One that I never thought about much til a week ago when I read in post after post that in your 50s and 60s, your relevance, except for the exceptionally talented or successful, was fading to grey. Literally.
I challenge those who are funding and staffing this generation of new start ups to think about diversity cross ages and experiences as a plus.
I’m not a head in the sand type of individual.
I’m also potentially not the norm here as I’ve packaged my extensive experience as the very definition of relevance to a new world. That’s what I sell.
Of course age does indeed matter. We see it front and center.
We worry about it from the age of the candidates we elect to public office.
We want to hire young unattached people who will work 24/7 and buy into the dream.
We sit back as executives and think that some spots on our teams are best for the analytical or the creative, the experienced or the just break the wall down types. We know that carrying a bag three times a year for thirty days at a shot is just not suitable to all.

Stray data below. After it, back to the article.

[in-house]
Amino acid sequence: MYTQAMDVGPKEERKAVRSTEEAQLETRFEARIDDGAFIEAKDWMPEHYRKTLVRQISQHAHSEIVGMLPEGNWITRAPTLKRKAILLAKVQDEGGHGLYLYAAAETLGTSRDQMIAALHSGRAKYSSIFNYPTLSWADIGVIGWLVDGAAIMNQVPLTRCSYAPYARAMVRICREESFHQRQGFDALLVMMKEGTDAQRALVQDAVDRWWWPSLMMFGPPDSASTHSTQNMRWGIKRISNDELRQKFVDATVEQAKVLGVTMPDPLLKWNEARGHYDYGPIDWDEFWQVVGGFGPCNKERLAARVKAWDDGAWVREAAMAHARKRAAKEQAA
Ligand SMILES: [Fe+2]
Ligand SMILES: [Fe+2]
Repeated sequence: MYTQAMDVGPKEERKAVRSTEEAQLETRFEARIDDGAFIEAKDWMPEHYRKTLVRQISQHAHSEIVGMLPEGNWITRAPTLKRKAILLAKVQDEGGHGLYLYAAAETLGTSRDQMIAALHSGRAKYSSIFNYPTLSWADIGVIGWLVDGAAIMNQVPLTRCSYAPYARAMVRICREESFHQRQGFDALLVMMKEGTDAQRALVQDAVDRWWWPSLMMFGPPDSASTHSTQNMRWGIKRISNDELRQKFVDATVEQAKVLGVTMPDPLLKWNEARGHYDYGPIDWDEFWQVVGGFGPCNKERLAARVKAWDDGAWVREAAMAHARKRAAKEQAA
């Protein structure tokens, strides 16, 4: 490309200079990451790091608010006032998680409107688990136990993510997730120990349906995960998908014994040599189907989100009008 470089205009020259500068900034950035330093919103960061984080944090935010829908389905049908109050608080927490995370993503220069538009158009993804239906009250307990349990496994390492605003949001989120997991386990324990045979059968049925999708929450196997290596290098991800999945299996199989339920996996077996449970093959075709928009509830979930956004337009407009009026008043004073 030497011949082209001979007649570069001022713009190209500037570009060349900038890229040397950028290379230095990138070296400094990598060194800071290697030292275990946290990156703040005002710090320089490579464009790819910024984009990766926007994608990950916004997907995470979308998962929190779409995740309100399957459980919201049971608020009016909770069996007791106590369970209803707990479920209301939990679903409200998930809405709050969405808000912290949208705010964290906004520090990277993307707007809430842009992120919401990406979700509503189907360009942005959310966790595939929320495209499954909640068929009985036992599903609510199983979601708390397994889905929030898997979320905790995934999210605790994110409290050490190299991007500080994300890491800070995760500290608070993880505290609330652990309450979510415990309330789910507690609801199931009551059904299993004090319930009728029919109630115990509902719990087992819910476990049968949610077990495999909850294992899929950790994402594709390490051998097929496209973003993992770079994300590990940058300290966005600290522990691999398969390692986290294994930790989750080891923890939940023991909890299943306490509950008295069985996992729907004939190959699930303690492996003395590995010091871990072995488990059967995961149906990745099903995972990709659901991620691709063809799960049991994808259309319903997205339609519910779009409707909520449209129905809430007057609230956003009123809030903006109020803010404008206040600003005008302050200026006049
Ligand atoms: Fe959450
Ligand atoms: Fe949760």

Diversity of age, impacts teams and dynamics and fit. This is as much reality as age itself.
I love New York at dawn now, as that is when I like to begin work, get on Skype with European clients and write.
Back in the day, dawn was breakfast at Lucky Strike in SoHo then heading home after a long night out. As the song so rightly goes–Oh – Blah – Di, Oh – Blah – Da.
To be clear, as an advisor, my clients are invariably younger than I am. Some considerably.
We get along better than fine. We work like maniacs together. We do dinner, and I choose the wine. We even go to the gym, do floor intervals and Burpees.
Afterwards though, they go out to clubs and I grab a movie on my couch with Sam the cat and start the next day at 5 again with purpose and energy.
All is good. This is as it should be.
Do you think layering in people from culturally different backgrounds was not disruptive at one time? No question.